Police in Des Moines, Washington issued a similar warning in October 2018 after a woman tried to pass phony bills at a Safeway store. The woman attempted to buy a Visa gift card worth $5,000 using fake bills. Photos of nonlegal tender show Chinese characters, printed in pink ink on the fake $100 bills.
In March, police in Clearwater, Florida arrested a man for trying to buy lottery tickets with movie money. Police reports show Timothy Zimmerman used a $100 bill marked “For Motion Picture Use Only” to buy scratch-off lottery tickets. Zimmerman could not be reached for comment.
Retailers can identify movie money because it is often marked “For Motion Picture Use Only.” Some fake bills include the words “Prop Money” or “Play Copy Money.” Other examples of prop money include pink or red Chinese characters printed on the face of the bill.
Movie money doesn’t have the same security measures as authentic bills. Store clerks may notice the paper doesn’t have the same quality as U.S. currency and lacks the security fibers embedded throughout the paper. Additionally, prop money doesn’t have watermarks, color-shifting ink or security thread embedded in legal tender.
Amazon isn’t the only retailer selling movie money or prop money. A search of eBay showed multiple listings. One seller on eBay promoted “Real Looking” $100 bills, with double-sided printing and dimensions similar to U.S. currency.
EBay has a policy for replica money that requires listings adhere to strict federal rules. The Counterfeit Detection Act of 1992 requires any reproduction of U.S. currency be printed on one side only and being significantly larger or smaller than real bills. eBay also requires listings for replica money clearly state that the items is a “reproduction, “replica” or “copy” in both the title and description.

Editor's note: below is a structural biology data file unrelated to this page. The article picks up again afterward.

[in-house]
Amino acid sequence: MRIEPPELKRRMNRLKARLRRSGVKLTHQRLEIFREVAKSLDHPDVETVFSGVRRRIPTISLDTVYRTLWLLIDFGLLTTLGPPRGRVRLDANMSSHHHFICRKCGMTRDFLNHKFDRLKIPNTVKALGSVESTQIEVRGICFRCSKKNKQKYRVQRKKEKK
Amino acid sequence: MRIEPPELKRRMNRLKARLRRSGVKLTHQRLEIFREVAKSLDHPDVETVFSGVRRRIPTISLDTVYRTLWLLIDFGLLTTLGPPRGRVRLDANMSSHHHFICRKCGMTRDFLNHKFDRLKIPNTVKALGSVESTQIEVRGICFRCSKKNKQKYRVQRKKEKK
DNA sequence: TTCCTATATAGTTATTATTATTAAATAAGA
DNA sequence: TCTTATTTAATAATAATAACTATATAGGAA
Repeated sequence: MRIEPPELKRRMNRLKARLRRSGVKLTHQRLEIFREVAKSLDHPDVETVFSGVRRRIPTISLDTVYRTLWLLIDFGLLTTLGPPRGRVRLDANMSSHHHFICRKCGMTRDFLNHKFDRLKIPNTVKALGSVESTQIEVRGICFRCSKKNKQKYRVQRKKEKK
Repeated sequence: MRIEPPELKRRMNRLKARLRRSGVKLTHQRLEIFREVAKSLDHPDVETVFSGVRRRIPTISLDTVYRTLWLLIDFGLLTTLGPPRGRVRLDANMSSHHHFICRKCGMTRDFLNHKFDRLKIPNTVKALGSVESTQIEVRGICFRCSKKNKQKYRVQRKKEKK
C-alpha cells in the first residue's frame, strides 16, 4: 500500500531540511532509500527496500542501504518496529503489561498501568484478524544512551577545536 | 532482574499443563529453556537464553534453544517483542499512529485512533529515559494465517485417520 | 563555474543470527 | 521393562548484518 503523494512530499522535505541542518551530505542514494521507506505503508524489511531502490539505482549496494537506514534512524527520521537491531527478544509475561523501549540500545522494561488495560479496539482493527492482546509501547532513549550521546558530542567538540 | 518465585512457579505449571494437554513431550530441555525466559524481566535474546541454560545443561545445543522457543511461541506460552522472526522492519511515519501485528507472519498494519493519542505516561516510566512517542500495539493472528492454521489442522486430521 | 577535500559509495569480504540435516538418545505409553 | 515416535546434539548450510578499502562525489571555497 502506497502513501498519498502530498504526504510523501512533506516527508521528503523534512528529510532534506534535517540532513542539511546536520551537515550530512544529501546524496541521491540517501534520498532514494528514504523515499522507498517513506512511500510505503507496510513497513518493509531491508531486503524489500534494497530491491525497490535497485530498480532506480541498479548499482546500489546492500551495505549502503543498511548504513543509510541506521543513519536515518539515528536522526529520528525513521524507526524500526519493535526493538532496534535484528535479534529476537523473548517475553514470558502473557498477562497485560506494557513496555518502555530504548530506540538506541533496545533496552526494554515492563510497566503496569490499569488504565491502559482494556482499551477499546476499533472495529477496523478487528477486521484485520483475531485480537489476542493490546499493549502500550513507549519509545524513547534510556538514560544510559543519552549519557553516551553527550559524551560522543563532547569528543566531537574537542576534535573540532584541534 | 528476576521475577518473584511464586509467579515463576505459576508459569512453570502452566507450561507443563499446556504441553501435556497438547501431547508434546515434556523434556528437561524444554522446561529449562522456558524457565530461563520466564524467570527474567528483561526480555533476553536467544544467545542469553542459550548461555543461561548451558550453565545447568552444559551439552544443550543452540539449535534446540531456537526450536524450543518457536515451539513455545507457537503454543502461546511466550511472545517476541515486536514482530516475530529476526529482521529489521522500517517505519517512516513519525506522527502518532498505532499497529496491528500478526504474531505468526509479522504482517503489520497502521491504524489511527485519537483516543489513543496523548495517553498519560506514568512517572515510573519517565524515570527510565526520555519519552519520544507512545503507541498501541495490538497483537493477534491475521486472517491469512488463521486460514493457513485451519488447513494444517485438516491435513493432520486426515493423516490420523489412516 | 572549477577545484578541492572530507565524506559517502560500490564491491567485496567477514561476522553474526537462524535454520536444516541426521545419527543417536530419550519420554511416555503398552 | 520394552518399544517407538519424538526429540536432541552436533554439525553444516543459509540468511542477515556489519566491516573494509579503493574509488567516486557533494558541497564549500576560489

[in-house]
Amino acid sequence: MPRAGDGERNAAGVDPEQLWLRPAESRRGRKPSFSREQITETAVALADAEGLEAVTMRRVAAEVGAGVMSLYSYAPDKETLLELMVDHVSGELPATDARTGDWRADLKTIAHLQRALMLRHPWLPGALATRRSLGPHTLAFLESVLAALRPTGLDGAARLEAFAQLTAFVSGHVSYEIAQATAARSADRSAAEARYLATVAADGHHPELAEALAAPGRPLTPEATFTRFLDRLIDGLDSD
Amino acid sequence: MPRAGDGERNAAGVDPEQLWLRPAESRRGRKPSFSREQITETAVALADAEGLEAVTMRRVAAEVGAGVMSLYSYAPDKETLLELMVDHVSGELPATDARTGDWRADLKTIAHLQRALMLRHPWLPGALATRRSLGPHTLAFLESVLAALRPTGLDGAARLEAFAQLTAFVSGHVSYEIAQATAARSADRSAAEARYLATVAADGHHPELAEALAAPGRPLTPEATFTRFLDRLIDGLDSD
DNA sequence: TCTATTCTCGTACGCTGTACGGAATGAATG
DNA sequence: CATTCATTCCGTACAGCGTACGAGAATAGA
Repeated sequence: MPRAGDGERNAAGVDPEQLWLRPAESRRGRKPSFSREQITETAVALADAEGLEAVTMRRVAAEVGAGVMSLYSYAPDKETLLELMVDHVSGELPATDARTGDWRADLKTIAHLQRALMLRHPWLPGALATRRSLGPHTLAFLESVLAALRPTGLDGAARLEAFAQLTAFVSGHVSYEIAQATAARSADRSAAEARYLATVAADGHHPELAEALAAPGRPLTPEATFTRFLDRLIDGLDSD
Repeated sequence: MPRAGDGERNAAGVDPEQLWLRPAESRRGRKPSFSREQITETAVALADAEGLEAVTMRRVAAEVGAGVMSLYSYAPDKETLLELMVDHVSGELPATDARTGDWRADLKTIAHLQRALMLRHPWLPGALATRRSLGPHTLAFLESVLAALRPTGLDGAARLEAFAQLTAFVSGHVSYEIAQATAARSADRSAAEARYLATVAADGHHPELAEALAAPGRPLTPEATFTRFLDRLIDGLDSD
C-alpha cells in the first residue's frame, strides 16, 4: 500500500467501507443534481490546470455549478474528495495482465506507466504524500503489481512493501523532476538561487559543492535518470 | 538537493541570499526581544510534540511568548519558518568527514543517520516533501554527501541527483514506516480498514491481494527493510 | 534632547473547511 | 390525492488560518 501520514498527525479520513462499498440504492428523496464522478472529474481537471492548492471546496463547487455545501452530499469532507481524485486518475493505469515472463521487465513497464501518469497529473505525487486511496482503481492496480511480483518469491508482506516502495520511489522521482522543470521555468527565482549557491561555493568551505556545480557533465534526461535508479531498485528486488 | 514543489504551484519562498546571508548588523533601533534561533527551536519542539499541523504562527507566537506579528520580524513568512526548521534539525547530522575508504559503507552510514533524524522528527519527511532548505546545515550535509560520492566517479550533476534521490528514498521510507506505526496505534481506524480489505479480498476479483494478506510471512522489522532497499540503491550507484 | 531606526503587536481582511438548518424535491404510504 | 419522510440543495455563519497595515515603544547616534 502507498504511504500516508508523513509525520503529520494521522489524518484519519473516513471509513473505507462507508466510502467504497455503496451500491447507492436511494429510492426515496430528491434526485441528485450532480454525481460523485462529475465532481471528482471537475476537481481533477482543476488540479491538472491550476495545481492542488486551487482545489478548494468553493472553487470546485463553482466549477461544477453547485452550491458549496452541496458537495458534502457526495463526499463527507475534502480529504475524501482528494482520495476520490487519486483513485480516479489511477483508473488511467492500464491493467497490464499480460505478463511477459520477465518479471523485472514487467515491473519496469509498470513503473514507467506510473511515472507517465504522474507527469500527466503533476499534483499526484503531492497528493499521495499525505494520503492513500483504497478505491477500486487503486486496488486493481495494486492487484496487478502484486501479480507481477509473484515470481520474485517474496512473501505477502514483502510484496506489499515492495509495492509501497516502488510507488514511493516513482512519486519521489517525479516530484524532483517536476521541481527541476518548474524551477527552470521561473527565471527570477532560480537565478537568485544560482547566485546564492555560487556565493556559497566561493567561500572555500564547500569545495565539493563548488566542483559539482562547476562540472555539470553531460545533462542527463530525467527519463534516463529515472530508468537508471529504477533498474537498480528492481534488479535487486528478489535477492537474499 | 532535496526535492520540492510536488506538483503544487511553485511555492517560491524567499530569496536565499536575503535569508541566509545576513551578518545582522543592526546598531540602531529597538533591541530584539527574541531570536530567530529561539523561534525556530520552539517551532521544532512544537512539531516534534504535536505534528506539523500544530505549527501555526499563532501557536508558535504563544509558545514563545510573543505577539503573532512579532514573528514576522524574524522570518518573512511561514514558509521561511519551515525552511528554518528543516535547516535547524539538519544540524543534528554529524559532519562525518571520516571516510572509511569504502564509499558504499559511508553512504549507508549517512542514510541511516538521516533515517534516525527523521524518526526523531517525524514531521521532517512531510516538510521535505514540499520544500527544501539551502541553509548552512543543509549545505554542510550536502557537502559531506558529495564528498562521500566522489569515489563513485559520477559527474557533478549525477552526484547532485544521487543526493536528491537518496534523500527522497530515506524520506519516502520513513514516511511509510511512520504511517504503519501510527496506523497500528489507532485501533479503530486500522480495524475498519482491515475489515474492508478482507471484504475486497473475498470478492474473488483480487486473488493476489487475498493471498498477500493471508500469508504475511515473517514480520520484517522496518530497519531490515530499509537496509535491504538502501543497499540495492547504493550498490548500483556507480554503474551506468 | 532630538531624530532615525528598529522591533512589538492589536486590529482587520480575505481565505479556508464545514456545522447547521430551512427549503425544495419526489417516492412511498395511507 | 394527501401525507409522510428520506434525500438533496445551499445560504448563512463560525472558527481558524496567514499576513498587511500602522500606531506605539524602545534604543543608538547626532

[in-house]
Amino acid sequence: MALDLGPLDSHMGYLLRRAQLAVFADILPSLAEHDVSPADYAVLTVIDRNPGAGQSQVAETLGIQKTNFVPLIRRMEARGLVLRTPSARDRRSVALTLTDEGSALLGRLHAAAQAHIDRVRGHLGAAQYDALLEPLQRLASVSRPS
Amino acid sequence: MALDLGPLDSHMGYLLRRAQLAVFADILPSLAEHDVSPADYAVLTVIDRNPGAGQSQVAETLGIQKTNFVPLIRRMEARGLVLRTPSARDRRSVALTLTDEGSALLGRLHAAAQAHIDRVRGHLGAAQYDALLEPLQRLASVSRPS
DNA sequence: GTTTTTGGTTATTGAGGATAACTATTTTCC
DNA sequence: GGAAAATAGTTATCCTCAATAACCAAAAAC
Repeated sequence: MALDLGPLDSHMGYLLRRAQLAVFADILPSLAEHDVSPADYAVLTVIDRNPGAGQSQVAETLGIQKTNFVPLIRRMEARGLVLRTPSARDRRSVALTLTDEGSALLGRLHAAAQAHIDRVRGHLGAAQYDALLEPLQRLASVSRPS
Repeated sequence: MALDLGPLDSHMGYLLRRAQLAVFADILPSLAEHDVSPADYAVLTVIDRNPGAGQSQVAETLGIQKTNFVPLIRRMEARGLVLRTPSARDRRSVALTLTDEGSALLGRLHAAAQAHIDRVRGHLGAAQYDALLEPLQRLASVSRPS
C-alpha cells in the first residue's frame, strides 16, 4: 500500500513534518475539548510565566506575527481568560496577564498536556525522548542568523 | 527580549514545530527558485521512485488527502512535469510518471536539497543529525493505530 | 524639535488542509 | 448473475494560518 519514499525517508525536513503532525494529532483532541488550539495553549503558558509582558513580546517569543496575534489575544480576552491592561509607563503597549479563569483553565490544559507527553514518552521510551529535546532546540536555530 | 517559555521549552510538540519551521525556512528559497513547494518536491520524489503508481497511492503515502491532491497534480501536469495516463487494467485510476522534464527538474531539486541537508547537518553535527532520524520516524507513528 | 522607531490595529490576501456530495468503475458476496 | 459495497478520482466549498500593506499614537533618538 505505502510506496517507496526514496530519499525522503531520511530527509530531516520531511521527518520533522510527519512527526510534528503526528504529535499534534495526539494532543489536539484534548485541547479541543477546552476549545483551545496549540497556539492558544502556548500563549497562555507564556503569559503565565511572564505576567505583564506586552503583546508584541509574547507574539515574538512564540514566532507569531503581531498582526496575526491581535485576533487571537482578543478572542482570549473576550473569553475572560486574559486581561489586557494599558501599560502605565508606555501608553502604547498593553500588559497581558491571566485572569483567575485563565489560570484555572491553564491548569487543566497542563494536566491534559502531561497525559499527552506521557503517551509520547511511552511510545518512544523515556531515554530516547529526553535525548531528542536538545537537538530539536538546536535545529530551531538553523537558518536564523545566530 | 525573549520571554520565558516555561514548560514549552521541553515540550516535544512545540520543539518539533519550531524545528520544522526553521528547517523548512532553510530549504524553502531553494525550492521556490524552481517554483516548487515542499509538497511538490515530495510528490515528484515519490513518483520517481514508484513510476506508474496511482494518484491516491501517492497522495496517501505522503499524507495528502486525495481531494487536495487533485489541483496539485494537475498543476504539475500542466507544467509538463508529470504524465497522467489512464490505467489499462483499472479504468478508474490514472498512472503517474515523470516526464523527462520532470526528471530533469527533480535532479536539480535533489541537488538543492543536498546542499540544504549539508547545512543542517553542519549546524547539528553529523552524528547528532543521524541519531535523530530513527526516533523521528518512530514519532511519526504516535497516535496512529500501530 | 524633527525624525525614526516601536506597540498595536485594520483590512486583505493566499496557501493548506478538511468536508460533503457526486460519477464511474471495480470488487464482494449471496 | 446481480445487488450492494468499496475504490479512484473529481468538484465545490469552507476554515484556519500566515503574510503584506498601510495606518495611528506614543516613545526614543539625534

“We have filters in place to prevent items that violate this policy from being listed, and conduct regular reviews and sweeps of our marketplace for listings that may have circumvented our filters,” wrote Ryan Moore of eBay in an email to KGW. Moore explained if a seller is in violation of this policy, they could be suspended from selling on eBay.
The U.S. Secret Service warns anyone in possession of movie money or prop money should forfeit the fake bills to law enforcement. Additionally, anyone trying to spend prop money for goods or services should expect to be arrested.
The agency is working with the U.S. Department of Justice and online retailers to try and remove these products, according to Bourne.
Employees who have encountered movie money or prop money admit, the bogus bills are frustrating. Businesses are on the hook; they take a loss if the money turns out to be fake.
“$100 to a major corporation may not be that big of a deal, but for a small business, a $100 bill can be a big deal,” said Det. Johnson of Lincoln City Police.
“I have friends that work in bars and grocery stores and they’re having the same problem with fake money,” said Green, of Game Over Arcade. He believes online retailers, like Amazon are making it too easy for criminals.
“You shouldn’t be selling fake money, period.”